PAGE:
Yeah. I'm done. Yeah, that was beautifully said and it definitely brings a lot of enlightenment to me.

I don't think anybody else I've talked to has made that distinction and that makes a lot of sense because sometimes there are arguments and the other person's like, "What is this even about?" I'm very confused."

So yeah, absolutely. That's great. And then that kind of leads me to my next question, which isI think a lot of people say that you should have a spark when you meet somebody, like a romantic partner.

But I've had a spark with people and then they didn't turn out to be very nice people. So I feel like it's hard to know, do you need the spark or can that spark be something else besides maybe attraction, maybe it's intimidation, maybe it's anxiety, and are there ways to know the difference between a good spark and a bad spark?


The very notion of a spark hails from the romantic movement in the 18th and 19th centuries in Germany and later in England. And the romantic movement unfortunately bestowed upon us very dysfunctional concepts and percepts of what it means to love.

The romantic movement idealized love and idealized lovers. When love is actually never ideal, it's always a compromise, always has to do with reality, always grinds against the possible, never against the impossible.

An ideal love is setting yourself up for failure, pursuing an ideal love, is setting yourself up for failure. If you give a hundred percent of yourself to someone, you're setting your partner up for failure because no one can give a hundred percent of himself or herself to you. It's a form of emotional blackmail actually. That's what codependency do in many borderlines.

So twin flames, soulmates, love at first sight, sparks, they sparks lead to conflagrations normally. So these are exceedingly unhealthy, unhealthy visions of love.

I want to read to you something that I have written. I'd like to quote myself, it's very narcissistic of me.

So I want to read something to you that I've written about what love is not.

So loving someone is not the same as loving the way they love you. Loving someone is not the same as loving to be in love, loving the feeling of being in love. Loving someone is not the same as merging or fusing with your partner. That's not love, that's mutual annihilation.

Loving someone is not the same as hating loneliness or being desperate. Loving someone never involves fantasy or idealization because when you fantasize or when you idealize, you no longer see your partner.

And finally, loving someone is not about assuming a parental role. You should never be your partner's mother and he should never be your daddy. These are all forms of highly dysfunctional love.

And the whole notion that love is fire or fireworks is absolutely counterfactual. That's the exact opposite of love. Love builds up, love is incremental, love is tested time and again, hundreds of times a day. Love is about perseverance and patience and hope and fear. Love is about lifeand life is never idealand there are no sparks in life. And when there are sparks, the fire department has to put them off, put them out.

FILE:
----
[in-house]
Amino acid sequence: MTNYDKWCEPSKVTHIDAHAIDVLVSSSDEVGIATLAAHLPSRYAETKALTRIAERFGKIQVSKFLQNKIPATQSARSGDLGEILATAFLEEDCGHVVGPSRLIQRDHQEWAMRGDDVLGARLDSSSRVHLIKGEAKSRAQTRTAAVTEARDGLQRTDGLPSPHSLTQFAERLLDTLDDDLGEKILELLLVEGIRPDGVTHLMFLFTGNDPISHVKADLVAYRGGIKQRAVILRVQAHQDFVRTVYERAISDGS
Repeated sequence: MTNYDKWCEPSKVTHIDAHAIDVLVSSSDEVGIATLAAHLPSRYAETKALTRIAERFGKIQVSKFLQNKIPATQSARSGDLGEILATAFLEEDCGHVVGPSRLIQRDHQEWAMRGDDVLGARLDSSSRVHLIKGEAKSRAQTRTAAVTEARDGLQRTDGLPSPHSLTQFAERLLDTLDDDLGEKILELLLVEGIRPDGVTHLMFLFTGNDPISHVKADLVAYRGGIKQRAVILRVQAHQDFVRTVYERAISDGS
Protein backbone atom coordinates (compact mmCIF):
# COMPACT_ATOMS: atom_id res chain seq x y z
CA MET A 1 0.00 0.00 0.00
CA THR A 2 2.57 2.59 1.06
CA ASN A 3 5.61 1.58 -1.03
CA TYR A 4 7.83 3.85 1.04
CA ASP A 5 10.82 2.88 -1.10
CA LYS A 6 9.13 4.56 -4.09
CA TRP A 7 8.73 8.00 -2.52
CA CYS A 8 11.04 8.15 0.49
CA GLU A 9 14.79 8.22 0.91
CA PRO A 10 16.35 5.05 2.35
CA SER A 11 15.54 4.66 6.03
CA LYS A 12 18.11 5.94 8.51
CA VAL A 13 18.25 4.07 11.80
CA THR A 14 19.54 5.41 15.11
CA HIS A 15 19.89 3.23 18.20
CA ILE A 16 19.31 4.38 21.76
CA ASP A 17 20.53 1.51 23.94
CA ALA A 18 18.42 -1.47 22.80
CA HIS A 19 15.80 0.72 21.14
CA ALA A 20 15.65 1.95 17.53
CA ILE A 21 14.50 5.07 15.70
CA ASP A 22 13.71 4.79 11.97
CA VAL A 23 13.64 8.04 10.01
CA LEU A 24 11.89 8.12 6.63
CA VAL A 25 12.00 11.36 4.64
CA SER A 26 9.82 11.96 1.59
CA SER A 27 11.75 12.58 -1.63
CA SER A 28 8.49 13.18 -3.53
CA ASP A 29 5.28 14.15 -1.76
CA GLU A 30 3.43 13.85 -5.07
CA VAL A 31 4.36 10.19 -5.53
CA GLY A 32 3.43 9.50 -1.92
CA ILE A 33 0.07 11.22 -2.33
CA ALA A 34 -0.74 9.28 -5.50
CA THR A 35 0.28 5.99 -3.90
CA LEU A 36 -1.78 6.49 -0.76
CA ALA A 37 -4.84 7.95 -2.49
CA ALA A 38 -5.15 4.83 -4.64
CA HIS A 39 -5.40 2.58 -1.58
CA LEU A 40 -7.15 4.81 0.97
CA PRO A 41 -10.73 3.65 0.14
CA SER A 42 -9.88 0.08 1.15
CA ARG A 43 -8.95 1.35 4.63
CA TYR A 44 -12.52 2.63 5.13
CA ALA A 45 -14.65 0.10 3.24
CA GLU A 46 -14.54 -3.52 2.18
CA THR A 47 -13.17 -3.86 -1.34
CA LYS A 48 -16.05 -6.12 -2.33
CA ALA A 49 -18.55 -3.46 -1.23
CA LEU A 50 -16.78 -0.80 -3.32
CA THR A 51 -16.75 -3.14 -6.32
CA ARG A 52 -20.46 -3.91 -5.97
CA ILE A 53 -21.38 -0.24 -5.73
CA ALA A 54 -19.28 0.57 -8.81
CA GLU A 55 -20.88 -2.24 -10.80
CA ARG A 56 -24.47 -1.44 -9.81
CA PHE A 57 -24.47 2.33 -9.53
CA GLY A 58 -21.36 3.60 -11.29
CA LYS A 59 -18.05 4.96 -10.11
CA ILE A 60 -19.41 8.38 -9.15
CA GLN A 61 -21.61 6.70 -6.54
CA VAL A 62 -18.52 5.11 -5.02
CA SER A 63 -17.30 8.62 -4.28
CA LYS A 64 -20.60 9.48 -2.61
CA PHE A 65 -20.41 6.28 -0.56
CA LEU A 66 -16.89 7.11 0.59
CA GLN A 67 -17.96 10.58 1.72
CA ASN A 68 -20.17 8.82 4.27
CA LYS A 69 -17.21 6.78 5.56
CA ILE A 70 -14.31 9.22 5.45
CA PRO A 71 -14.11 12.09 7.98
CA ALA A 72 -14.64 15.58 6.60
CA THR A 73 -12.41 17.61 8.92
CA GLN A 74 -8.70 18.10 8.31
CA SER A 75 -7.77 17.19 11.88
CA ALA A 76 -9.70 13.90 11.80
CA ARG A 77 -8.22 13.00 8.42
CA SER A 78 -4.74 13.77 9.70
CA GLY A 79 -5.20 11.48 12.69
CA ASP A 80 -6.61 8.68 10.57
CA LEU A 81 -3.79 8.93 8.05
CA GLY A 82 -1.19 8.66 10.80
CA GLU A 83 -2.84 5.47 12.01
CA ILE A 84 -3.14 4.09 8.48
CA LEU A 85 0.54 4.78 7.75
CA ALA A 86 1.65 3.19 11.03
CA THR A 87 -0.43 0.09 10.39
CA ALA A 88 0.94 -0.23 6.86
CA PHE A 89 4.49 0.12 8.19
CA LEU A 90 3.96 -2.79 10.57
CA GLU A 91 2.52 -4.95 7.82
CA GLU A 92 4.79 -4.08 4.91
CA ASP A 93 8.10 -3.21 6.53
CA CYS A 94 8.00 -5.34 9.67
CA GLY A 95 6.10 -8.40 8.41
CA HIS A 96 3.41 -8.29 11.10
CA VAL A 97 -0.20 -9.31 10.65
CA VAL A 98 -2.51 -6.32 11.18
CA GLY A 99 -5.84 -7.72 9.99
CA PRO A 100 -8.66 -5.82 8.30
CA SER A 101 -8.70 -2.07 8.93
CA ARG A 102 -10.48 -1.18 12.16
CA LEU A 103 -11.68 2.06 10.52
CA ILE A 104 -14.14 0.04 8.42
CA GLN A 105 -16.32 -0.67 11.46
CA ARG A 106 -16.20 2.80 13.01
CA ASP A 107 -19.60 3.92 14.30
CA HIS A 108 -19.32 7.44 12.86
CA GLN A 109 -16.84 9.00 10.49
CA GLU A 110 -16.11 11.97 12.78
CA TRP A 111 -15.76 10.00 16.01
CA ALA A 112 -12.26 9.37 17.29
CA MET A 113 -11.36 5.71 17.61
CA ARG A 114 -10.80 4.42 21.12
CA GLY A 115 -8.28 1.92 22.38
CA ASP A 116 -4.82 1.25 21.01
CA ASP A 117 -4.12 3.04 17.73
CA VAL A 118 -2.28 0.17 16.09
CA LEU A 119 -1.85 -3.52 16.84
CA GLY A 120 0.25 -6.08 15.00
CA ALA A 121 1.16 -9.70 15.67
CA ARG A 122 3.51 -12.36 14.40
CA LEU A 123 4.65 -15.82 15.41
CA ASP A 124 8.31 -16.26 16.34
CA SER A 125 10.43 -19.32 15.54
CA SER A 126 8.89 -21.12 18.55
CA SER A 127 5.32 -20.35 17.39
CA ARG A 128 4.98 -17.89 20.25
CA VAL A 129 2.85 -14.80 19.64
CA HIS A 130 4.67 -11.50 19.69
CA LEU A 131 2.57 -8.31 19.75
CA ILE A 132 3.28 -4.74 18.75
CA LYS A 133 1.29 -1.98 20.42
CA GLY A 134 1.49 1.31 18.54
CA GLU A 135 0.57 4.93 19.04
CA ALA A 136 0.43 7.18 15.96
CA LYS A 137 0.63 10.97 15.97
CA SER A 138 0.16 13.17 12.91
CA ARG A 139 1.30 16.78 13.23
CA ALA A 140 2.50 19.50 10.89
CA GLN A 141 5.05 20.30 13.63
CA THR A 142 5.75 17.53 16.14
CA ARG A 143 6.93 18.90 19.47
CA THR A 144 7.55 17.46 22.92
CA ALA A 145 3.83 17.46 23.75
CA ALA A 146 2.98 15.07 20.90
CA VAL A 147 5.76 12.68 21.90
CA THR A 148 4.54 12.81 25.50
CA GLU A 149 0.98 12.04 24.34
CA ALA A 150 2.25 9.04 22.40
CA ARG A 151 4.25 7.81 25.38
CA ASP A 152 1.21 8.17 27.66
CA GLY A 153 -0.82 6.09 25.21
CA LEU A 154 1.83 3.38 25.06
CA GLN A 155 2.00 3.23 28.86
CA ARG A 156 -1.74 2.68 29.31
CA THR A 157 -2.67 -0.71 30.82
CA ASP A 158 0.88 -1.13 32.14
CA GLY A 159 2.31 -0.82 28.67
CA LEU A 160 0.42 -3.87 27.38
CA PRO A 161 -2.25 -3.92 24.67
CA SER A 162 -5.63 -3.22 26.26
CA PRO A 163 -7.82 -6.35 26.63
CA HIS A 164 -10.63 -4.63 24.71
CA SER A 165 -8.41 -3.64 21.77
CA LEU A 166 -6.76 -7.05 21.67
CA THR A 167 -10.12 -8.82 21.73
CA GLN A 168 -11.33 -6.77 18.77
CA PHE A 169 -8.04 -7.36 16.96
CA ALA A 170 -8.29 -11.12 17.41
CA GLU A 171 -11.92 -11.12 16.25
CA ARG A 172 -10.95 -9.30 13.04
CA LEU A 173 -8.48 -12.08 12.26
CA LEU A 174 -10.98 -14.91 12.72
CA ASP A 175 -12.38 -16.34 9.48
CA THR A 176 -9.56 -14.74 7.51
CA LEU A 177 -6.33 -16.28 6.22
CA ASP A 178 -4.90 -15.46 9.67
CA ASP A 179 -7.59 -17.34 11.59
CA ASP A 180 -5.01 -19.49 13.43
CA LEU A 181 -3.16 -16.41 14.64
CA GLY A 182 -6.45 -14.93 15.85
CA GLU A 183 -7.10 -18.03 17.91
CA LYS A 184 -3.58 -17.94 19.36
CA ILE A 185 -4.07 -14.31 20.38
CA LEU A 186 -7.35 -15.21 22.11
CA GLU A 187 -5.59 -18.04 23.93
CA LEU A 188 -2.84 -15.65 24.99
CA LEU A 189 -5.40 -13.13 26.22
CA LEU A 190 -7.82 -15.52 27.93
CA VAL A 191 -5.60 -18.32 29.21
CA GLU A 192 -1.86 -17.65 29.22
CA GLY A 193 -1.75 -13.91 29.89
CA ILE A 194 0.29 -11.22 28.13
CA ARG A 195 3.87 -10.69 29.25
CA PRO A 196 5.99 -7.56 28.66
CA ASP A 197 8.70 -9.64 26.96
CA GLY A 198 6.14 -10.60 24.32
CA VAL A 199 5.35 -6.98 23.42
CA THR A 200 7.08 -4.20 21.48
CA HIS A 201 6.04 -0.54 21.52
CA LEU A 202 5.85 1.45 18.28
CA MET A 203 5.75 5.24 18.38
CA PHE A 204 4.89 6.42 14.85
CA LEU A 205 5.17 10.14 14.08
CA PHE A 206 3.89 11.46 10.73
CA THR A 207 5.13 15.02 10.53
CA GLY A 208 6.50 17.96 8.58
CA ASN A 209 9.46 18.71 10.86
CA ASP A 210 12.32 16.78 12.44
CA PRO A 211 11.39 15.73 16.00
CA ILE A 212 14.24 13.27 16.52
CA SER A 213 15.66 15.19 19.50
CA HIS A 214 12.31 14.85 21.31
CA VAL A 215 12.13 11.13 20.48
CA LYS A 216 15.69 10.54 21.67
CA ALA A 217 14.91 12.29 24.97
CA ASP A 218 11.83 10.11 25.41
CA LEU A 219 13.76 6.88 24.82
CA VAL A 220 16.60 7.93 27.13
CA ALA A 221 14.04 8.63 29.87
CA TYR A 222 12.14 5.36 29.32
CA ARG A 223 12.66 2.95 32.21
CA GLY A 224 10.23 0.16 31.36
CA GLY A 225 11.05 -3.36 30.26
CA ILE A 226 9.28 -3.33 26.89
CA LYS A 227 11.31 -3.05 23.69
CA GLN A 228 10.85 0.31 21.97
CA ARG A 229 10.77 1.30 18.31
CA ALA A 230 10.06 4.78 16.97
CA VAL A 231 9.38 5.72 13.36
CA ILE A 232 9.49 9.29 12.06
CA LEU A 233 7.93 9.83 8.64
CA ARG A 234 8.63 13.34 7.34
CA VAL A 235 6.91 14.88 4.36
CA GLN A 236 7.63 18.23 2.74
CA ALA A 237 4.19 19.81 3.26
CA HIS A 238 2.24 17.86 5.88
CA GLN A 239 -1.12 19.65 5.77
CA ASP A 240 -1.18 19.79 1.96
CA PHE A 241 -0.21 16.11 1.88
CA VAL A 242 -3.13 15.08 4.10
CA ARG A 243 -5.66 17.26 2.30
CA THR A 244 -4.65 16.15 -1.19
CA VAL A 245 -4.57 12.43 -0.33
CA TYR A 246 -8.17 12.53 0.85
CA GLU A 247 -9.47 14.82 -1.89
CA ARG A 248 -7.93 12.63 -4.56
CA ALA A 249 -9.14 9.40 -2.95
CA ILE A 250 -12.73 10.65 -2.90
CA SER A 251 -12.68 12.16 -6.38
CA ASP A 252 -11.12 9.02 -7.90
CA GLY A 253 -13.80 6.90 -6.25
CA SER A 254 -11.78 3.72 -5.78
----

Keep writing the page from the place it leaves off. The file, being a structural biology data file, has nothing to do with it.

So seriously bad idea, seriously bad way of seeing love.

Nowmany people react to manipulation or intimidation or anxiety or even fear. They react with infatuation or limerence. They fall in love with these things.

But they don't fall in love with a partner. They fall in love with these sensationsand that's because usually they have an early background, early childhood background with veryvery bad experiences connected to being loved. Very bad experiences connected to love.

They have learned to connect love to pain. They've learned to associate love with hurt. They've learned that to be in love is to be anxious because love can be withheld. Love can be denied.

They have learned even to connect love with hate because there was a caregiver or a primary object of a parent who gave them love and then hated them intermittent reinforcement.

So we all learn, we all learn how to love.

And we first self-love, that's the narcissistic phase, the healthy narcissism, we love ourselvesand then we love other people and that's called object relations. We develop relationships with objects, other people.

But you can't leapfrogif you don't learn to be loved. You can't develop self-loveand if you don't have self-loveyou can never love anyone.

And unfortunatelymanymany people are in this exactly in this position. They're incapable of loving. They've insecure attachment styles. They're terrified of love and intimacy because they anticipate the worst and they bring about the worst with their own behaviors. They self-defeat. They self-destruct. They self-sabotage. Wherever they see love, they see pain and to avoid painthey would rather avoid love itself or destroy it.

Yeah, I really like everything you saidand something that really stuck out to me is the fact that people kind of fall in love with those feelings or maybe ideas. And I think that's what often happensand it's funny because whenever I watch shows and movies people are likeI just want a love that's like burning passion. And a lot of the time that burning passion is a lot of upset.

So yeah, I love that you put that in perspective. When I brought this topic up to my professorshe was like yeah I had a friend and they were star dating a guybut they were friends first and I was so confused. How did they start dating if they didn't have a spark? And it makes a lot of sense.

The healthiest relationships are probably when you learn to love them without that pressure and without romanticizing the idea.